Making regular additional payments toward your loan principal yields enormous savings. Borrowers use different methods to meet this goal. Making a single additional full payment once every year is perhaps the simplest to keep track of. If you can't afford to pay an extra whole payment in one month, you can split that large amount into 12 smaller payments and pay that additional amount monthly. Another option is to pay half of your payment every two weeks. The effect here is that you will make one extra monthly payment every year. Each of these options produces slightly different results, but each will significantly shorten the length of your mortgage and lower the total interest paid over the duration of the loan.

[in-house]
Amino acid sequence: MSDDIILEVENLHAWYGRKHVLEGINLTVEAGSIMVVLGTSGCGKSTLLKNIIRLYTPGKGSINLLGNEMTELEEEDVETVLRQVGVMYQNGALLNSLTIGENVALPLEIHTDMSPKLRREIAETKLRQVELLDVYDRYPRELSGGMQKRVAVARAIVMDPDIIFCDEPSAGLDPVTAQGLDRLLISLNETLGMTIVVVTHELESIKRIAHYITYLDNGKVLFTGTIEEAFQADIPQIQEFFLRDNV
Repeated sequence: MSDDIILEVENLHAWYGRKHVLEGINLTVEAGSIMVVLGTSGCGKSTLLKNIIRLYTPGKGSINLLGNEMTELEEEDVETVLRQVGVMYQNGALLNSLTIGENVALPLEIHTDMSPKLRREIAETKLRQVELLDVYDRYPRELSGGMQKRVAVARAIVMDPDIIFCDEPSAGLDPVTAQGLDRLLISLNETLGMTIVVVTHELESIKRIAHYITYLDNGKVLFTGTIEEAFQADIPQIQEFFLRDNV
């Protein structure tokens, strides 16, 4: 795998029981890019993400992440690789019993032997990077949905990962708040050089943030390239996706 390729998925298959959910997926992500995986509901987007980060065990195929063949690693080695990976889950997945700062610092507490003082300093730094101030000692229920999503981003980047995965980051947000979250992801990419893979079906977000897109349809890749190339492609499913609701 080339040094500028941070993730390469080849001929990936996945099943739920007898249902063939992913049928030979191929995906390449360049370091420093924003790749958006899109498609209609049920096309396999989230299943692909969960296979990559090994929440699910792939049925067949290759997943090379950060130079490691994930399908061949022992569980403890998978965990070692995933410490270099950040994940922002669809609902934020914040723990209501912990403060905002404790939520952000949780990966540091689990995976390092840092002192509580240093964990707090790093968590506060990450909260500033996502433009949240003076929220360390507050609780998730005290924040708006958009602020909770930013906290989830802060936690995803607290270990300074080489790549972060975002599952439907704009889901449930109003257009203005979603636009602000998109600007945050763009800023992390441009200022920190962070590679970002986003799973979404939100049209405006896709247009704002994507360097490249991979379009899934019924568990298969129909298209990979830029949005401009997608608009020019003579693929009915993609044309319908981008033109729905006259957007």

Some people just can't make any extra payments. But remember that most mortgages will allow you to make additional payments at any time. Any time you come into unexpected cash, you can use this rule to pay a one-time additional payment toward mortgage principal. If, for example, you were to receive a large gift or tax refund three years into your mortgage, you could apply a portion of this money toward your loan principal, resulting in significant savings and a shorter payback period. Unless the loan is quite large, even a few thousand dollars applied early in the loan period can produce huge benefits over the duration of the loan.
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